Chipmaker Intel has a free, online password checker, which tells how many years it takes to crack any password. Type in a gobbledygook mishmash of 32 letters, numbers and special symbols and it takes stupid amounts of computer power—plus approximately 25 years—to crack it. Unfortunately, too few people are willing use 32-character passwords made from gobbledygook inputs. 

And, many cyber-techologists are busy creating alternatives. Apple Pay users, for example, can already rely on their thumbprint to make a purchase using their iPhones—not an ID and password.

Mastercard is currently pilot-testing Identity Check, an online ID verification system for shopping, that relies on a selfie taken by the shopper, or a fingerprint scan, to authenticate a purchase. And users of Microsoft’s Windows 10 can replace ID and password access to their computers with Windows Hello.  It's software that offers users the ability to sign-in using fingerprint readers or facial recognition, although the facial recognition option requires a high-end, depth-perception camera.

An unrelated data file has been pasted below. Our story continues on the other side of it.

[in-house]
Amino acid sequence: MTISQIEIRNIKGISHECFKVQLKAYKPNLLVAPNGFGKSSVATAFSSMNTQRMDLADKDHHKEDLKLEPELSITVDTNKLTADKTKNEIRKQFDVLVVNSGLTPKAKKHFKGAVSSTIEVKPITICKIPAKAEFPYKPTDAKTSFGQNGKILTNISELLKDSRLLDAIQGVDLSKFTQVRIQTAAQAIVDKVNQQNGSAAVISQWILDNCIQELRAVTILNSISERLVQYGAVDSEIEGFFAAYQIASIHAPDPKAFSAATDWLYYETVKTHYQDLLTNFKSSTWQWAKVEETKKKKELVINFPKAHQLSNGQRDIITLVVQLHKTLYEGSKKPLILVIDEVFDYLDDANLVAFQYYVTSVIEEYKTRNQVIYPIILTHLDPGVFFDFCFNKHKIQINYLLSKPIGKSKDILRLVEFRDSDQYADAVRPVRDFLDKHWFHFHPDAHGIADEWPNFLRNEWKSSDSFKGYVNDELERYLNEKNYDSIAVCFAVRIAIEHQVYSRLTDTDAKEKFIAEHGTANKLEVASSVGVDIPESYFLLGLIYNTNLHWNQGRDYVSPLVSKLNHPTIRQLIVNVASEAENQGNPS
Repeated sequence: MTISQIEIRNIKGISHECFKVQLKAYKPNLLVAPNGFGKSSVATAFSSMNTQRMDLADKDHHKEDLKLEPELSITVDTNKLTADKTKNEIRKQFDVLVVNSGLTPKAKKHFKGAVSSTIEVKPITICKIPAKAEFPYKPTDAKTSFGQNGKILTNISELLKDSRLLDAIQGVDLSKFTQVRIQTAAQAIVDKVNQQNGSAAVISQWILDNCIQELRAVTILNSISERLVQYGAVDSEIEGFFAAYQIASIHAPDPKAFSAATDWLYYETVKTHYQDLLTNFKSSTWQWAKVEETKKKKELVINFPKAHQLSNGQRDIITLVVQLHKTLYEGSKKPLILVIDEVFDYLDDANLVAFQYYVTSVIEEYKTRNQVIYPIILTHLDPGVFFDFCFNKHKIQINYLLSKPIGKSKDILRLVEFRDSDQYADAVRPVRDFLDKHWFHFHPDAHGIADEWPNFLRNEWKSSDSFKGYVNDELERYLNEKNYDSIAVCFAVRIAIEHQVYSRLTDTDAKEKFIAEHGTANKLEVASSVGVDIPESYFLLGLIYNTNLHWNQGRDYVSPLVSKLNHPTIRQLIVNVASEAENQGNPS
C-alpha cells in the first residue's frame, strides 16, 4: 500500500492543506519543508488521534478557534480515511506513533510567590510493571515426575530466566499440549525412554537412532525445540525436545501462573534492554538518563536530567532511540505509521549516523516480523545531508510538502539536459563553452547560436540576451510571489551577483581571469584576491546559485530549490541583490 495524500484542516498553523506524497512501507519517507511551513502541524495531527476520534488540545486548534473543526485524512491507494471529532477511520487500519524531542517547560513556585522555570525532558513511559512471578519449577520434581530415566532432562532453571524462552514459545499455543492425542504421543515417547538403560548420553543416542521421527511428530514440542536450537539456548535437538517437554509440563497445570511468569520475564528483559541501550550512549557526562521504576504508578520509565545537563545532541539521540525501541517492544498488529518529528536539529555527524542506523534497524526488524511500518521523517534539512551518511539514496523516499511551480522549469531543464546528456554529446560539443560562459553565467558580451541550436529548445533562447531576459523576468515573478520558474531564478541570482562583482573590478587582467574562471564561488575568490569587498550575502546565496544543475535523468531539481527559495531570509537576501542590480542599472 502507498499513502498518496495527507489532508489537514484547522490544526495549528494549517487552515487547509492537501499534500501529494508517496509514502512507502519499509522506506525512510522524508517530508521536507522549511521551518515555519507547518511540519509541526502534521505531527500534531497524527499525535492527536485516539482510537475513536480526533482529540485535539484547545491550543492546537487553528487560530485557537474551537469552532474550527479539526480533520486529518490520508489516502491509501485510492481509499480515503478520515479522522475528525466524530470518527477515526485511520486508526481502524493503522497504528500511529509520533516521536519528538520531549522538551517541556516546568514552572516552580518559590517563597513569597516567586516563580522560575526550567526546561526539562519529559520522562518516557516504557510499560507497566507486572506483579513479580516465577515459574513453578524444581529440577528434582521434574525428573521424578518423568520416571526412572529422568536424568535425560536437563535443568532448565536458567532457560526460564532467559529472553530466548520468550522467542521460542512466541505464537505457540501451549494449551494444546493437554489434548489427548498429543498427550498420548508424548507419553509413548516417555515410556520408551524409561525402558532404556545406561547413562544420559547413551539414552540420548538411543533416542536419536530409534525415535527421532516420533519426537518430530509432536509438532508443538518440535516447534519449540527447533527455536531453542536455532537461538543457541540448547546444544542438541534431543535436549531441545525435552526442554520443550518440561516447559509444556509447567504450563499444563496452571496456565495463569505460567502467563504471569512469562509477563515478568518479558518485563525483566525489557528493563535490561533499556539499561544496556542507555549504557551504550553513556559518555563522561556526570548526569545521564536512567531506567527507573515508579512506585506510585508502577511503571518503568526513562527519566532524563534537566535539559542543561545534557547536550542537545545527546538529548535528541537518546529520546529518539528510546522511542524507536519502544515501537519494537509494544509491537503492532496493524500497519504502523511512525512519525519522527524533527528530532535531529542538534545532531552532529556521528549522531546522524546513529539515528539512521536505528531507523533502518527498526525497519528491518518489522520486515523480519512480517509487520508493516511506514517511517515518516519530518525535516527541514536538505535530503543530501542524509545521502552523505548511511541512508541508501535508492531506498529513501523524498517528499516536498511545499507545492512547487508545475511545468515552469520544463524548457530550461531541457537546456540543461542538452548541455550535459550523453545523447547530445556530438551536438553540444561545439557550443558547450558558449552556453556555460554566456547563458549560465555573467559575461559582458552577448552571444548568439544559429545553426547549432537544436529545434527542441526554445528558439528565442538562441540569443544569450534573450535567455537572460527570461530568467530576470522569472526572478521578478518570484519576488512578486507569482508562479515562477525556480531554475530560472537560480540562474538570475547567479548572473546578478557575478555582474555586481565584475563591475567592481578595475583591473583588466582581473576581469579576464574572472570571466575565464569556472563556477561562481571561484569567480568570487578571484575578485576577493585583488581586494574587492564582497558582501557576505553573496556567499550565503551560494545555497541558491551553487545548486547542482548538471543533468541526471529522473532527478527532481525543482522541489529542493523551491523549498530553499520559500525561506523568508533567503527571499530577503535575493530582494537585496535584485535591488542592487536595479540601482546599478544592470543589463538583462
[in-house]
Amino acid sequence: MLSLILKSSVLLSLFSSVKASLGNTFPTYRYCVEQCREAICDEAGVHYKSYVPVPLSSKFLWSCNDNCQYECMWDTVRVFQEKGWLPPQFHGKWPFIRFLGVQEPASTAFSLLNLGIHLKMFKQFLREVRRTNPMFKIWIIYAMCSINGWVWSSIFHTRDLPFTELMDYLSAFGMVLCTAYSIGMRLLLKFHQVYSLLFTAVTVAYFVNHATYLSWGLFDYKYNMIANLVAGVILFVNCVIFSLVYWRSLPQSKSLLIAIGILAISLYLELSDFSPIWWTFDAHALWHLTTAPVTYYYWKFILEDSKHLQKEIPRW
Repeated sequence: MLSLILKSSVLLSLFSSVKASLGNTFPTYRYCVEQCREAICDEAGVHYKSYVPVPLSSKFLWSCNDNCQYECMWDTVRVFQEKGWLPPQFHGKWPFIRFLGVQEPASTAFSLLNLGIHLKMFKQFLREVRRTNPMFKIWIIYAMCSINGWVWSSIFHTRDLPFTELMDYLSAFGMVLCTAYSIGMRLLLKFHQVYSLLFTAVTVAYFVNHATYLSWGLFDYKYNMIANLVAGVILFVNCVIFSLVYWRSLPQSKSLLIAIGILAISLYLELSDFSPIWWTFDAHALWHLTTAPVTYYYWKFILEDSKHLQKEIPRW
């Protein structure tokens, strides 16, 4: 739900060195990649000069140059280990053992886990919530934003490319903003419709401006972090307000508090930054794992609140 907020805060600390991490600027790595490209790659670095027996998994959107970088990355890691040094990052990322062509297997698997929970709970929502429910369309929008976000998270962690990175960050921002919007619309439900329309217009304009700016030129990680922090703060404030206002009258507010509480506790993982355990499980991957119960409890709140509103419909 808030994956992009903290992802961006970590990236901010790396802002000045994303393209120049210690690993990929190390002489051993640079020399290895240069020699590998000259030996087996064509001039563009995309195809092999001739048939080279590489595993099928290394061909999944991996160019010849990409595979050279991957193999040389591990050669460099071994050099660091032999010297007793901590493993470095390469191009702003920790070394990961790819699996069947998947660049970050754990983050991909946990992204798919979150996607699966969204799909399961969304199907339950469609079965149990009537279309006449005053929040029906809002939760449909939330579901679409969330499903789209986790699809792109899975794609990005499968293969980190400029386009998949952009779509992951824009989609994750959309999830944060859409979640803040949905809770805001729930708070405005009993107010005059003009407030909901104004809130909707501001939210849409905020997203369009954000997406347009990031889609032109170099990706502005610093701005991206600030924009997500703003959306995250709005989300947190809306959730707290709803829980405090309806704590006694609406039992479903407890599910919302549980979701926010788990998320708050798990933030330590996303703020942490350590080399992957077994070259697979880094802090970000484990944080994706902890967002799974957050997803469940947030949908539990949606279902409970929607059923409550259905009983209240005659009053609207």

Meanwhile, Lawrence Livermore National Laboratory licensed an advanced anti-hacker software tool to Cambridge Global Advisors this past summer.  It’s designed to pinpoint suspicious behavior by hackers, once they’ve compromised a system’s ID and password, and are freely roaming a computer network.

“The future of authentication is free from traditional passwords,” says Geoff Sanders, CEO, LaunchKey, which sells ID authentication technology that includes fingerprint verification, geofencing, facial recognition and other verification alternatives.

Author: Joe Dysert
Internet speaker, business consultant
[email protected]